Track is dead, but we are confident of winning - Yadav
Umesh Yadav, the India fast bowler, is confident the team should be able to wrap up the Test on the final day after South Africa raised hopes of a draw by batting out 72 overs for the loss of just two wickets. They might have scored just 72 runs in those 72 overs, but already, only one of their innings in this series has been longer than this. India had cause for concern in the fact that the few edges that were produced kept dying in front of the catching men despite their creeping up close.
"Today also they gave catches, but they were lucky that those catches fell in the gaps rather than going to the fielders," Yadav said, when asked if the team was confident of taking eight wickets in a day on this pitch. "So I don't think they will survive the whole day without giving any catches. You never know, the wicket's character might change tomorrow. It might start turning more."
Yadav also said the pitch had become really slow. "If you see any pitch, after third or fourth day, it starts getting slower and slower," he said. "You don't get the desirable pace or bounce from the wicket. This is happening with this wicket also as the pace of this track is gone. Even if you are bowling a bouncer, you are not able to work up the desired pace or bounce. It's travelling easy."
India went as far as to sacrifice a few overs by bowling Ishant Sharma and Yadav from round the wicket so as to create some rough. "Yes, we tried to create a few patches so that the spinners get some kind of help," Yadav said. "With no pace or bounce, and with no reverse, we thought any rough that we could create will be good for our spinners."
The other challenge, Yadav said, was the reduced mistakes when batsmen refuse to play any shots. "It's a surprise as we did not think that they would play like this," Yadav said. "The way they are defending is a surprise because they are not even trying to play a shot. Even the deliveries in which they can score are being defended.
"It becomes a challenge when the batsman does not play a shot as chances of getting a player out decreases. When a batsman doesn't take any initiative then even if you bowl a good delivery, he will just block it out."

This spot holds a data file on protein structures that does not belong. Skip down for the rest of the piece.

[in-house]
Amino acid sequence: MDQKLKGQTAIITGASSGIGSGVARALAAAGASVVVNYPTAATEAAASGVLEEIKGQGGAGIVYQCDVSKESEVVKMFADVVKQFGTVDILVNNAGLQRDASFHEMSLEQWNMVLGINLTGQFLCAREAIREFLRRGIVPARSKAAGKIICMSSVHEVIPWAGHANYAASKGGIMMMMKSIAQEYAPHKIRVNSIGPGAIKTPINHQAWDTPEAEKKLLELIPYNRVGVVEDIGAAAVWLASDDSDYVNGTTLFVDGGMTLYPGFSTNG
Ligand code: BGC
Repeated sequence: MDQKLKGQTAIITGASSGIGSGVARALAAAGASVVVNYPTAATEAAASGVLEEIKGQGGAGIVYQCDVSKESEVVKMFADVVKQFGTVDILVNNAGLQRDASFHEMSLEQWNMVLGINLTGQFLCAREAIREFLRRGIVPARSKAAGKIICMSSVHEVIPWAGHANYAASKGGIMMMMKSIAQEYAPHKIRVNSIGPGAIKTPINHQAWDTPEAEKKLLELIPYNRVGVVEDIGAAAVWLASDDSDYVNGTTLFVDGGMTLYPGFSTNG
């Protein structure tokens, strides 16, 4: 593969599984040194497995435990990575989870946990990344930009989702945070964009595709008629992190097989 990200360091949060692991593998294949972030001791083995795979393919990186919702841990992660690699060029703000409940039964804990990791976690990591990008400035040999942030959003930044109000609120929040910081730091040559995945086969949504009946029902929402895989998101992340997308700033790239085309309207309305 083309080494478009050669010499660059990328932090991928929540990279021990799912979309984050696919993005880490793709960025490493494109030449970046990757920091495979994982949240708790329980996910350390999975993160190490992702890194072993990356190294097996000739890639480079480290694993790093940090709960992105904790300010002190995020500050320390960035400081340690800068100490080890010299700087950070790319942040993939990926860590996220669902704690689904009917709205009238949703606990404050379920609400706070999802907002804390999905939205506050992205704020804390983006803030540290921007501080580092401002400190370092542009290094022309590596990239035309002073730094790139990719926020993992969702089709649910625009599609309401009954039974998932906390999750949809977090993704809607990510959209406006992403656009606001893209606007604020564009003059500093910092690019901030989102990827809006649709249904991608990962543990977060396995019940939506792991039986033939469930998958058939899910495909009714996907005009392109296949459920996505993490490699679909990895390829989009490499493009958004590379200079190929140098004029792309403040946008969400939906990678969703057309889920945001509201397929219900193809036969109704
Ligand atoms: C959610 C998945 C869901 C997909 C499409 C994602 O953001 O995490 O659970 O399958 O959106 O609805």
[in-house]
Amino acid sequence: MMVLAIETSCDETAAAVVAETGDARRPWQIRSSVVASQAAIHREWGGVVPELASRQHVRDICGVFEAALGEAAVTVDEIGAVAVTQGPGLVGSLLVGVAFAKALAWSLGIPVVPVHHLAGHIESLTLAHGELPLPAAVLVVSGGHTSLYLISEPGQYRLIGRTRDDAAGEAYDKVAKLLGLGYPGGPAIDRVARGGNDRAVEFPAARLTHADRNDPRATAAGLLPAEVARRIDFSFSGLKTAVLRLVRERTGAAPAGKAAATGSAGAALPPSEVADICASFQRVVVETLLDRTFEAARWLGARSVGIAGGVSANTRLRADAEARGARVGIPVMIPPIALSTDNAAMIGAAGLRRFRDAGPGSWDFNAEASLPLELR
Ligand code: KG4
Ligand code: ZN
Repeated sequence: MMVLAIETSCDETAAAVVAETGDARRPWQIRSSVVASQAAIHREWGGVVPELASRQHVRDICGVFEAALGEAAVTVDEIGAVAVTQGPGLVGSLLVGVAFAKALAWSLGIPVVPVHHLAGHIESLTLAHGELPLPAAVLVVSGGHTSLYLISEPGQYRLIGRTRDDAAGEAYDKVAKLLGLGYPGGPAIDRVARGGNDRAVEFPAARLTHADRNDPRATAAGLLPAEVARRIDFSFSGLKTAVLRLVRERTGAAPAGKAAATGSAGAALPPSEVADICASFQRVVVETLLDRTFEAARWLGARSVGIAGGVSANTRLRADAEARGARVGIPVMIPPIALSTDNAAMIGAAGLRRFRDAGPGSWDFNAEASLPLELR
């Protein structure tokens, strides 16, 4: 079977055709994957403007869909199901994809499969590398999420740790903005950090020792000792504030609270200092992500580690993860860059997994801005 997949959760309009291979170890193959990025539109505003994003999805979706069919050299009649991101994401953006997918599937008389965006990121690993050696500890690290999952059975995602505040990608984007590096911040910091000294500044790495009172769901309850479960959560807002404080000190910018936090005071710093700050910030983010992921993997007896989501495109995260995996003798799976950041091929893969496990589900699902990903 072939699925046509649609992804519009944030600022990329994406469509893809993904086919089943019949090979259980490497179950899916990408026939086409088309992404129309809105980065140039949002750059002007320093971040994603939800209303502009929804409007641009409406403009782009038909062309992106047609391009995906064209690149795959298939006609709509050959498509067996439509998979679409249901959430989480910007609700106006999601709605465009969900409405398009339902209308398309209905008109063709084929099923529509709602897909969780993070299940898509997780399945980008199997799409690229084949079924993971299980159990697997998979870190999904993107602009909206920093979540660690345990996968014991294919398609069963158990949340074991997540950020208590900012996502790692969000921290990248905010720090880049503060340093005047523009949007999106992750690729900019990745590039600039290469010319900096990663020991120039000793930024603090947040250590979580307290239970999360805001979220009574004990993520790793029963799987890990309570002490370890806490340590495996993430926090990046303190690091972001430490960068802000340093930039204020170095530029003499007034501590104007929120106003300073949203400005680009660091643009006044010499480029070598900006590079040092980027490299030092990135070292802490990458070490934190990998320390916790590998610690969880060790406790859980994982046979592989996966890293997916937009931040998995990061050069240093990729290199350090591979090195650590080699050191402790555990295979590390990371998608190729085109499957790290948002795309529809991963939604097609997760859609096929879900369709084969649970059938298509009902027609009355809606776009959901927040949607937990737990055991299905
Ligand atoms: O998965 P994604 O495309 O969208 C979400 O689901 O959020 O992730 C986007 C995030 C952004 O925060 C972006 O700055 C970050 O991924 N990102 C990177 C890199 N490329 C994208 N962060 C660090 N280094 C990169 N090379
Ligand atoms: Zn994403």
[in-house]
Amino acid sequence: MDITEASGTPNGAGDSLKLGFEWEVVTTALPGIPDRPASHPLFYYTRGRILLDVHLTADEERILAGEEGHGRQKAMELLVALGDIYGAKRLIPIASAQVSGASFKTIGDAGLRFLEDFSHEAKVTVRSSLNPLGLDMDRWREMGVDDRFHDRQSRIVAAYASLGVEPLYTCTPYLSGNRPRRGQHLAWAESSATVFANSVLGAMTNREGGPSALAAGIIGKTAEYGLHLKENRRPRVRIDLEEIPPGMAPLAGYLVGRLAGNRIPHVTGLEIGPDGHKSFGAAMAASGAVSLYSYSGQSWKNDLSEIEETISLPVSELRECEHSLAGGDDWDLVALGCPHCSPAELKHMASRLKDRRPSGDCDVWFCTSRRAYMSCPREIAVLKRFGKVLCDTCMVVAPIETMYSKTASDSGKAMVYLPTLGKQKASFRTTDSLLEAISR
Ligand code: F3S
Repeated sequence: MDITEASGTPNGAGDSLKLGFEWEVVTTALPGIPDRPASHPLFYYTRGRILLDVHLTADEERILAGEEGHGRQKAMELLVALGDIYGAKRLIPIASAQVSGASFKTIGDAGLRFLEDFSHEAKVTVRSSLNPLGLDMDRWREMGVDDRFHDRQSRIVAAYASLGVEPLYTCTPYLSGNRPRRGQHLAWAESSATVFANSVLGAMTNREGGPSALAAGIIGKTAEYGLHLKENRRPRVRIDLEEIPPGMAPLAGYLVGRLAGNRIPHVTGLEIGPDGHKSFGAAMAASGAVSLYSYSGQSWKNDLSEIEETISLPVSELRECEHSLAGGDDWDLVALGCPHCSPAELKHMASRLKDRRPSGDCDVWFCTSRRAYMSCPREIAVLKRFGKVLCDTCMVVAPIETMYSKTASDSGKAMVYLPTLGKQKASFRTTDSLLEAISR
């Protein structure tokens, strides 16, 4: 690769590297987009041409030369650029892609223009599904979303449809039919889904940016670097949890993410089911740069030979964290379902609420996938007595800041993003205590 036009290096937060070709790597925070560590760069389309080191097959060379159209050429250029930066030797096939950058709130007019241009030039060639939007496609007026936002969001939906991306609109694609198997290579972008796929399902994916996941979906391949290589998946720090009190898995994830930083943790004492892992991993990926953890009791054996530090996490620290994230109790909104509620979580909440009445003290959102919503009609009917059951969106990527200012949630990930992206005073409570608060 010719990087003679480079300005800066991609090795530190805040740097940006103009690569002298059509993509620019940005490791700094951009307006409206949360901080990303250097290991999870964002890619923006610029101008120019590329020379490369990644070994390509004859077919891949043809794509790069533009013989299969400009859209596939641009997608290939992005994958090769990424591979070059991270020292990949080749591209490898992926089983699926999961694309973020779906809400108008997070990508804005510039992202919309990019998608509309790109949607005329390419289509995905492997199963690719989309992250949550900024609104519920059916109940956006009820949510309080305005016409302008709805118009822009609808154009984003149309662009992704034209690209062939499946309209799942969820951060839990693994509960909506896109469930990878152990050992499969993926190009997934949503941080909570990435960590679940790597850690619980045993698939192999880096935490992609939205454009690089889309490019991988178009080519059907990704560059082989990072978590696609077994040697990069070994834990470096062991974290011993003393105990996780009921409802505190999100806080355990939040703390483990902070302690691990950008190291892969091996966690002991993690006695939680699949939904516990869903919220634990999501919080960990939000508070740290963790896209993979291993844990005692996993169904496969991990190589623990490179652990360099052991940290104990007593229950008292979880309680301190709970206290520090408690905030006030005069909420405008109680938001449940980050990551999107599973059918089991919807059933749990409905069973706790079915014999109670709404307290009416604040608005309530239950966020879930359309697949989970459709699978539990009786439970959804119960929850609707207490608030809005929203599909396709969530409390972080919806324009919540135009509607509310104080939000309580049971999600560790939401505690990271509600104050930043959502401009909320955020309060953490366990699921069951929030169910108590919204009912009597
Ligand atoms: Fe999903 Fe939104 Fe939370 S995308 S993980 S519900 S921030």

Ishant Sharma had recently remarked that taking wickets in domestic first-class matches can be more difficult than in Tests because the batsmen don't always look to score runs. Yadav was asked if his recent experience in domestic cricket helped. "I can tell you this kind of cricket can be very boring, because you just are bowling over after over and nothing is happening," Yadav said. "It becomes so boring that you start thinking as to whether something will happen or not. But yes, there is pressure on them and that's the reason they are blocking everything and trying to stretch this game. Our first target tomorrow morning will be to dismiss them as quickly as possible."
The biggest question that nobody has answered so far is the reasoning behind not enforcing the follow-on. India had South Africa on the mat when the first innings finished. They were behind 213 runs. Only once have they managed to cross that mark in this series. At the time the decision was made, India had seven minutes to go to stumps, which would have really tested the openers against R Ashwin and Ravindra Jadeja. Then the bowlers would have had a whole night to rest; not as though they would have been desperate for a rest: they had bowled only 49.3 overs in the first innings.
Yadav was asked if the team wondered the correct decision had been made in the dying moments of day two, but all he did was defend the timing of the declaration. "Don't know if we made a mistake, but it is common strategy that we wanted to score runs and set a target which makes the team comfortable," he reasoned. "Then we thought of attacking. We thought the more we score in the first hour, better it will be for us and we did score runs in that first hour. Normally, I don't think there will be much of a problem to get them out as we have lot of time at our disposal."
Sidharth Monga is an assistant editor at ESPNcricinfo